Several users of the State Bank of India (SBI) have been targeted with a phishing scam where hackers have flooded them with suspicious text messages, requesting them to redeem their SBI credit points worth Rs 9,870.
The link associated with the text messages redirects the user to a fake website and on the landing page, the user is asked to submit personal information along with sensitive financial details like card number, expiry date, CVV and Mpin in a 'State Bank of India Fill Your Details' form.
According to the investigation by New Delhi-based think tank CyberPeace Foundation along with Autobot Infosec Private Ltd, the website collects data directly without any verification and is registered by a third party instead of having the registrant organisation name of State Bank of India, making it all the more suspicious.
"Moreover, according to SBI, they never communicate with their customers via SMS or emails containing links with regard to the user's account. Any reputed banking entity also does not use Wordpress like CMS technologies on their official website for security reasons," the foundation said.
The personal information sought on the malicious website is name, registered mobile number, email, email password and date of birth.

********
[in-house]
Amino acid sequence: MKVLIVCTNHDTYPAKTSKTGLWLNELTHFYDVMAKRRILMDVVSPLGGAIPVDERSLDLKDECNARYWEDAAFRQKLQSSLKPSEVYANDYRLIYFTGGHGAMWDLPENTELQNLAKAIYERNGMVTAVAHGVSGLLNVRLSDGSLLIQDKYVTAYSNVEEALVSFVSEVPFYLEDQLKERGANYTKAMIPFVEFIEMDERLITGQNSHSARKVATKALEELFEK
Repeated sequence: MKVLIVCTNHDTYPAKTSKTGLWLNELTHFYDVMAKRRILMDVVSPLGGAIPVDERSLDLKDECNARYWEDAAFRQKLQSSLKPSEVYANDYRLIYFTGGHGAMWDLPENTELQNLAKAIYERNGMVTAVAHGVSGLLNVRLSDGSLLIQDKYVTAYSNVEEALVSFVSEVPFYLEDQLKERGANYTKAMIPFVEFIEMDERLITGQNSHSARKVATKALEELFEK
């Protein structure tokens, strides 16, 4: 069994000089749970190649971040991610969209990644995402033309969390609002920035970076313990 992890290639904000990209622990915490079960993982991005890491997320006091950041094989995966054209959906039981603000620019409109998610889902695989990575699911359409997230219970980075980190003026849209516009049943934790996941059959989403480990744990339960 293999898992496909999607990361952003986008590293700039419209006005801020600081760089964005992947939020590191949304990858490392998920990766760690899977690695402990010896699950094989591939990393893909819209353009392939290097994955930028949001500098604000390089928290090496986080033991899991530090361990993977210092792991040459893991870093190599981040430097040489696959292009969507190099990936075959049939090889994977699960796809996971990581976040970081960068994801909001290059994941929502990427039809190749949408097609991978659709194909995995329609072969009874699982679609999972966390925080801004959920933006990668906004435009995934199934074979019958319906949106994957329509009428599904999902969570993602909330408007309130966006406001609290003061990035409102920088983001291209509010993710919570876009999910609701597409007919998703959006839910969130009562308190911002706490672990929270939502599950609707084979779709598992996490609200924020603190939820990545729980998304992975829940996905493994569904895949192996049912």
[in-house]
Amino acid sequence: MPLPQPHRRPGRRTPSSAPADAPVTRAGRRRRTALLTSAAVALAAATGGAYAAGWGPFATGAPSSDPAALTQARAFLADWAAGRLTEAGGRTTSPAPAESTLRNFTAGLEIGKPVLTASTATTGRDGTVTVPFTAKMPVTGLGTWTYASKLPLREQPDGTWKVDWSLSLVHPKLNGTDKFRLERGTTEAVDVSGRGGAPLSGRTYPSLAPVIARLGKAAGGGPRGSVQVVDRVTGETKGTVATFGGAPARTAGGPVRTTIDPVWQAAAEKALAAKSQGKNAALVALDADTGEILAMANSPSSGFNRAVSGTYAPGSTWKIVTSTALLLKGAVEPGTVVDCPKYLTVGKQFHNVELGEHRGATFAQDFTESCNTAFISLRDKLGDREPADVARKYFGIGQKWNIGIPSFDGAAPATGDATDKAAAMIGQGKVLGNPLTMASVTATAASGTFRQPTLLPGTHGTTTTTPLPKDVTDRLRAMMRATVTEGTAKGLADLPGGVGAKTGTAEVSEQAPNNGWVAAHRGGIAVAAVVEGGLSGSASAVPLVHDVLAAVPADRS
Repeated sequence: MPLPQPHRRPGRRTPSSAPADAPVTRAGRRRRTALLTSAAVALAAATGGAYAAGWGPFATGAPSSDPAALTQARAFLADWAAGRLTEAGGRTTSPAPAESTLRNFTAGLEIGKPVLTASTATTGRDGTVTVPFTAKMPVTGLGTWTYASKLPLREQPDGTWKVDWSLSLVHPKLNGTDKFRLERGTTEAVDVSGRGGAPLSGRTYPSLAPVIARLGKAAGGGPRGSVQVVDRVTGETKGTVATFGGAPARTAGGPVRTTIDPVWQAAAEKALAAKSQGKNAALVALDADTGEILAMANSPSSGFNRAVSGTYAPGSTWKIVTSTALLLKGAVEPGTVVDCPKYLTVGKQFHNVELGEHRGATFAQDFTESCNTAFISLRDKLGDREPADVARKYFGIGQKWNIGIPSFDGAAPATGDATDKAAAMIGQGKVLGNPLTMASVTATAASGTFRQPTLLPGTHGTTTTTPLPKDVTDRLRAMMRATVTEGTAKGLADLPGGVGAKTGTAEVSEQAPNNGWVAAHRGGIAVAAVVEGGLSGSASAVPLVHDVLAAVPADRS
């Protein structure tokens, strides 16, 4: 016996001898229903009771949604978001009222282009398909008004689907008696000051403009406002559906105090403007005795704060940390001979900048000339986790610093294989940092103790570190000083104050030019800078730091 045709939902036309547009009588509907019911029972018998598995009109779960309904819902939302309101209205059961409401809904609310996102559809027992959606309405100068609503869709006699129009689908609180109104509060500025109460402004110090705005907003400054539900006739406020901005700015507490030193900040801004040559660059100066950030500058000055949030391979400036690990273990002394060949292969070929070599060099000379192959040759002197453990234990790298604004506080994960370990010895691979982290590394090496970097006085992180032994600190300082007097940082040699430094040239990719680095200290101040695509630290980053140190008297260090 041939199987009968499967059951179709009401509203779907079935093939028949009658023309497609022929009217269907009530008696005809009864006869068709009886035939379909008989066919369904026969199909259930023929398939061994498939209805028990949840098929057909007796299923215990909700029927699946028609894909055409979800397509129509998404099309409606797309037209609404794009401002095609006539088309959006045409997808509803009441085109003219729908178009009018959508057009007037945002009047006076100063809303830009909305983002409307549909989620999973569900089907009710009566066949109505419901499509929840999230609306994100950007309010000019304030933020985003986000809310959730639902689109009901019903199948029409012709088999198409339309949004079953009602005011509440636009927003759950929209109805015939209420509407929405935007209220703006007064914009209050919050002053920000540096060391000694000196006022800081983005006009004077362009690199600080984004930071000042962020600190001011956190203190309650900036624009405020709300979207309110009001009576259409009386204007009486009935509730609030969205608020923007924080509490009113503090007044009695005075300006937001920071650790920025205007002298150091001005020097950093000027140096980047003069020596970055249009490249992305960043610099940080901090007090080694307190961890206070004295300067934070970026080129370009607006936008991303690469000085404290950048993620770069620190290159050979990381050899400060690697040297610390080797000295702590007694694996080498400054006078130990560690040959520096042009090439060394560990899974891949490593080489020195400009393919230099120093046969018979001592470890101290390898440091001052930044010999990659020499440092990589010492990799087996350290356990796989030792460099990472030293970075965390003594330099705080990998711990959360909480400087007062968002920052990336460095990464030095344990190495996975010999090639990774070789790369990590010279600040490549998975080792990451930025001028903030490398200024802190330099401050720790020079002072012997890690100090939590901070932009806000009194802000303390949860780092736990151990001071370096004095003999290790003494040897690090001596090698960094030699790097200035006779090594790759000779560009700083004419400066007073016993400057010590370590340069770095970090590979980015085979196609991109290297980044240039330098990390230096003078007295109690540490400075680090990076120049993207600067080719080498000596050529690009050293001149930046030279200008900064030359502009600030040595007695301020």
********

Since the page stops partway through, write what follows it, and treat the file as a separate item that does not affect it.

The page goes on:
After the form is submitted, the user is directed to a "thank you" page.
"The domain name of the website can be traced to India, and the registrant state was found to be Tamil Nadu," the report mentioned.
According to the report, it was observed that the form takes user inputs without performing basic validation of data type.
For example, the registered mobile number field, which should only accept numerical values also accepts text input. This can also be confirmed from the source code, where the input type for the field is mentioned as 'text' instead of 'number' or 'tel'.
"The email password field shows the entered password in clear text instead of keeping the characters hidden. A similar source code observation is noted," it added.
"The card number field accepts an infinite number of digits instead of only 16 digits, which SBI cards usually have. All these instances of negligence clearly indicate bad coding practice," the foundation said.
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